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Putin, Rice Agree Rhetoric Must Be Toned down
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US Secretary of State Condoleezza Rice and Russian President Vladimir Putin agreed yesterday that the rhetoric in US-Russian relations should be toned down, Foreign Minister Sergei Lavrov said.


Rice met Putin at the president's Novo-Ogaryovo residence outside Moscow to discuss growing rifts between Moscow and Washington ahead of Putin's meeting next month with President George W. Bush.


"(Putin) supported the understanding by the American side that rhetoric in public exchanges should be toned down and we should focus on concrete issues," ITAR-TASS news agency quoted Lavrov as saying after the talks between Putin and Rice.


Ties have been soured by Russia's opposition to US plans to deploy parts of a missile defense shield in Eastern Europe, and by Moscow's reluctance to support a US-backed plan to grant effective independence to the Serbian province of Kosovo.


Rice, who arrived in Moscow on Monday, dismissed talk of a new Cold War despite unease in Washington about Putin's criticism of US foreign policy. But the disputes, which have driven relations to the lowest point in years, are likely to come up when Putin meets Bush on the fringes of the Group of Eight summit in Germany next month.


A brief Kremlin statement gave no details of the meeting. Novo-Ogaryovo is normally chosen as a venue to stress the informal nature of talks.


Several top Russian officials indicated ahead of Rice's visit that Russia wanted good relations with Washington but would not compromise on missile defense or Kosovo. Russia says it does not see a threat that requires a missile shield in Europe, and argues that to force its ally Serbia to give up Kosovo sets a bad precedent.


Kosovo's fate may also come up when German Foreign Minister Frank-Walter Steinmeier meets Putin to discuss a growing list of disputes involving Russia and new European Union members that were once in the Soviet orbit.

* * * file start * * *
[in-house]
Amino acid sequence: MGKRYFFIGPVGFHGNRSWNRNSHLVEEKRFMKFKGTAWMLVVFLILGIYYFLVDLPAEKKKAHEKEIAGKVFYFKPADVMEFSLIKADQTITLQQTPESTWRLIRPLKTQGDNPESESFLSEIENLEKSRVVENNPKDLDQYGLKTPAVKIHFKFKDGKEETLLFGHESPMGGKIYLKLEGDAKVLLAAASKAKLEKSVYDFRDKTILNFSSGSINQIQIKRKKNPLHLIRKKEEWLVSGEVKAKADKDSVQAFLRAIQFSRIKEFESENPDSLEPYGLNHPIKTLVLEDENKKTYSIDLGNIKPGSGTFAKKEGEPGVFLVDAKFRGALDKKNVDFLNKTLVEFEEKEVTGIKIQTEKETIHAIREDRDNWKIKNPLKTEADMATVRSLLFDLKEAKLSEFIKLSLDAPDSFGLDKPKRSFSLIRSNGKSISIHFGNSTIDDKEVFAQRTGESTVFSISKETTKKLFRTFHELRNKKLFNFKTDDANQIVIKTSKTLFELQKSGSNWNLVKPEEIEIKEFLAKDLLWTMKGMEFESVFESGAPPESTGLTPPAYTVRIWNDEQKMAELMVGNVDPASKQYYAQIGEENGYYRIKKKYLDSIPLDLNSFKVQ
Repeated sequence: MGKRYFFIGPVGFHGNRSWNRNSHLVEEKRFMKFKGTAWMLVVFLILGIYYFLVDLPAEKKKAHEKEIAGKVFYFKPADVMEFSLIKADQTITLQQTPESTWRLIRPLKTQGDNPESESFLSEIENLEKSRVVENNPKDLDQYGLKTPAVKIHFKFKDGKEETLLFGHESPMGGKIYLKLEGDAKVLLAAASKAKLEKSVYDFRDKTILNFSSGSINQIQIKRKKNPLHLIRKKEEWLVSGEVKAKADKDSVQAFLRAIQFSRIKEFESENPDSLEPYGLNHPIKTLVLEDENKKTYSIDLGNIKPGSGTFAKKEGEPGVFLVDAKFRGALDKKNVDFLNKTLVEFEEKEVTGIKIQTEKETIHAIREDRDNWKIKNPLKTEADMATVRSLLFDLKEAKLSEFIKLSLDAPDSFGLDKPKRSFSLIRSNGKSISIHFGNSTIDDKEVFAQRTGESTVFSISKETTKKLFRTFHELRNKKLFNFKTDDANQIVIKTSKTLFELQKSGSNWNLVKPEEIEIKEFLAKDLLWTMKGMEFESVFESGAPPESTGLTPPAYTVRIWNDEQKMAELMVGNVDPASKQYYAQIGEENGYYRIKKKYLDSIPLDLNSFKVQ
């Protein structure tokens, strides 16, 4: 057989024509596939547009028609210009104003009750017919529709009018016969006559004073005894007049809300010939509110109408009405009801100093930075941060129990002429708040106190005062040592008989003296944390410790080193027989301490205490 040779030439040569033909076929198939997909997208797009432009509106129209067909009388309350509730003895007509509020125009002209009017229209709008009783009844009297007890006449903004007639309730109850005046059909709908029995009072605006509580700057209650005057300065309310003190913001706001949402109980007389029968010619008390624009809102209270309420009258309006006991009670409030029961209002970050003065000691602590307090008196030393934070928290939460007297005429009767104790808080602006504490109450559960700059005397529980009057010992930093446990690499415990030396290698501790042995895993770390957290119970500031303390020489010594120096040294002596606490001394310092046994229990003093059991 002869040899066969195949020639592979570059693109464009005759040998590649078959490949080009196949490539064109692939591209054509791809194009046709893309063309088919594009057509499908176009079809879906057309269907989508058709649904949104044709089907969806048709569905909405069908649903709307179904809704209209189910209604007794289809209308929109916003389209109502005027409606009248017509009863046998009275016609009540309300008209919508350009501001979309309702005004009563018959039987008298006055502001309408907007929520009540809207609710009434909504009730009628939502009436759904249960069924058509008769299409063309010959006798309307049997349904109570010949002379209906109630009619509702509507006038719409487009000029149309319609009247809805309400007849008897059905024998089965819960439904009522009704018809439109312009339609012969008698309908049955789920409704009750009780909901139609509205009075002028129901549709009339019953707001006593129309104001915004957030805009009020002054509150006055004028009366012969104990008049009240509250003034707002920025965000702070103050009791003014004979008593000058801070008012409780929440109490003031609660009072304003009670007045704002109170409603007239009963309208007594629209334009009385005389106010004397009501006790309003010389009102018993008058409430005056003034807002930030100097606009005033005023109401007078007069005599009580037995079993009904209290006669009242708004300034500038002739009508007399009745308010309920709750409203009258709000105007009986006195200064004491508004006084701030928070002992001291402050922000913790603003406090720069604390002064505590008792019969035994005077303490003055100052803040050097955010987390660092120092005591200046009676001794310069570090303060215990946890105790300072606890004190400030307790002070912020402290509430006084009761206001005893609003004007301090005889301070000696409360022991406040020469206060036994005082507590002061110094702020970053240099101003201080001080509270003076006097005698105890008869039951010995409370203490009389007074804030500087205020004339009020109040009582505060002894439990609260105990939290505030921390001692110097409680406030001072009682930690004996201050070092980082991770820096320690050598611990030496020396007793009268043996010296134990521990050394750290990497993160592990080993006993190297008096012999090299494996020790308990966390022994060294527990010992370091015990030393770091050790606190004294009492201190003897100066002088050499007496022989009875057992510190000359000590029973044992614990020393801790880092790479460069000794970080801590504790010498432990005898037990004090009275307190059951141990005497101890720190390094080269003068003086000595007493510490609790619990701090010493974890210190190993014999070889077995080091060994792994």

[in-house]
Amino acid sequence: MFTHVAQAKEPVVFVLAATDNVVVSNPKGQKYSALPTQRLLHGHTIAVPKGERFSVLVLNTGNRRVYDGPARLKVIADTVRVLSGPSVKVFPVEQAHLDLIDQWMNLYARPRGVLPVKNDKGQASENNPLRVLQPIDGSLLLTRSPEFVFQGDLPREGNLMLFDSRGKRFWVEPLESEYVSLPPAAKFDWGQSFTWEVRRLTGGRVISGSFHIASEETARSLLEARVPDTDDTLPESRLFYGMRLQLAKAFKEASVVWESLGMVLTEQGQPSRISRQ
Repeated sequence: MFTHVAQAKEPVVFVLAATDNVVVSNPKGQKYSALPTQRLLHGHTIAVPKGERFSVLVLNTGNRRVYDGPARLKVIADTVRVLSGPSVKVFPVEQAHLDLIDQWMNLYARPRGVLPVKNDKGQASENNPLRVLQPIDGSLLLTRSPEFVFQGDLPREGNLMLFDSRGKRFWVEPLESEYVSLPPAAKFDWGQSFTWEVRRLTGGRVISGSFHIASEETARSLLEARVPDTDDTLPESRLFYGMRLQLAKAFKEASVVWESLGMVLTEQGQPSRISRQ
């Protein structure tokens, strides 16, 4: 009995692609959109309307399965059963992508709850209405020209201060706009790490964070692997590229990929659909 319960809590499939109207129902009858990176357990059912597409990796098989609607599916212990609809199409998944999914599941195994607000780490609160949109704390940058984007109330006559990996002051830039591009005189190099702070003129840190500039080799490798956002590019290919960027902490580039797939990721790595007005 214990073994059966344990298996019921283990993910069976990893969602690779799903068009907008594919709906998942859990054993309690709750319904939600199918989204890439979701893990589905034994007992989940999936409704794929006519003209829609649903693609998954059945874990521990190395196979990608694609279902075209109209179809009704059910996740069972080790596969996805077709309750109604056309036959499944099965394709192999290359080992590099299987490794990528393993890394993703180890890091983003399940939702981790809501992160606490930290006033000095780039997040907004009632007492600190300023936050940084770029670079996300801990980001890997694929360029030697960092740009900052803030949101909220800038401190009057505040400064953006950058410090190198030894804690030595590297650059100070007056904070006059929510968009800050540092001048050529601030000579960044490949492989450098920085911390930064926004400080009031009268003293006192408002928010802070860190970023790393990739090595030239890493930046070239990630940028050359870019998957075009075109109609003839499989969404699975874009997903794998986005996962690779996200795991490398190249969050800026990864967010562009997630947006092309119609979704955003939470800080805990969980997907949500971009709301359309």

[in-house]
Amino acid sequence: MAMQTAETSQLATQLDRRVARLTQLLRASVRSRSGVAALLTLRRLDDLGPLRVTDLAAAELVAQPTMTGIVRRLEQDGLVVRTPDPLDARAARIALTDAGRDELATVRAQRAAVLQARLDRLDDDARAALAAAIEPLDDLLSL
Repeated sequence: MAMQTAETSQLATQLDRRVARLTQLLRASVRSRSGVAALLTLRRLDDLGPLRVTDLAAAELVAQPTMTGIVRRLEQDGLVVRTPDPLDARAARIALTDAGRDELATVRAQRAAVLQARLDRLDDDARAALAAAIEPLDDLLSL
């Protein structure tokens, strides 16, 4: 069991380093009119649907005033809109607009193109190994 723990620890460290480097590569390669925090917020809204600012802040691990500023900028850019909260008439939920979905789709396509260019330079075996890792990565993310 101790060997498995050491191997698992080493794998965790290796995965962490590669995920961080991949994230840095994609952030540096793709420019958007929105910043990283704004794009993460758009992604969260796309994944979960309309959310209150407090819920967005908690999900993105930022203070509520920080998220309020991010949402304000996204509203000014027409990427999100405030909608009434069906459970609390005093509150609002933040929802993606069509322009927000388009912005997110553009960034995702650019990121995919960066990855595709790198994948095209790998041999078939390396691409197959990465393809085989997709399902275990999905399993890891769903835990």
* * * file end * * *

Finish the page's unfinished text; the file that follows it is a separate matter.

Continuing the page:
An EU-Russia summit on Friday in the southern Russian town of Samara may be clouded by disagreements over everything from Russia's ban on Polish meat imports to its anger at Estonia's removal of a Soviet monument from Tallinn city center.


Steinmeier conceded on Monday that it was unlikely Russia and the EU would agree at the summit to start negotiations on an ambitious new partnership pact, due to cover trade, energy, human rights and foreign policy.


The presence of both German and US foreign ministers in Moscow on the same day underlines Western concern about relations during a period in which Putin has adopted a more confrontational stance toward the US and Europe.


Rice is the third top US official to visit Moscow since Putin made a speech in Munich in February in which he accused the US of seeking to impose its will on the world.


"I don't like the rhetoric either," Rice said ahead of her meetings.


However, she said Washington and Moscow cooperated well in trying to restrict the nuclear programs of Iran and the Democratic People's Republic of Korea, and that their dealings were nothing like the "implacable hostility" between the US and the Soviet Union.


"I know people... throw around terms like 'new Cold War'," she said. "The parallels... have no basis whatsoever."


(China Daily May 16, 2007)

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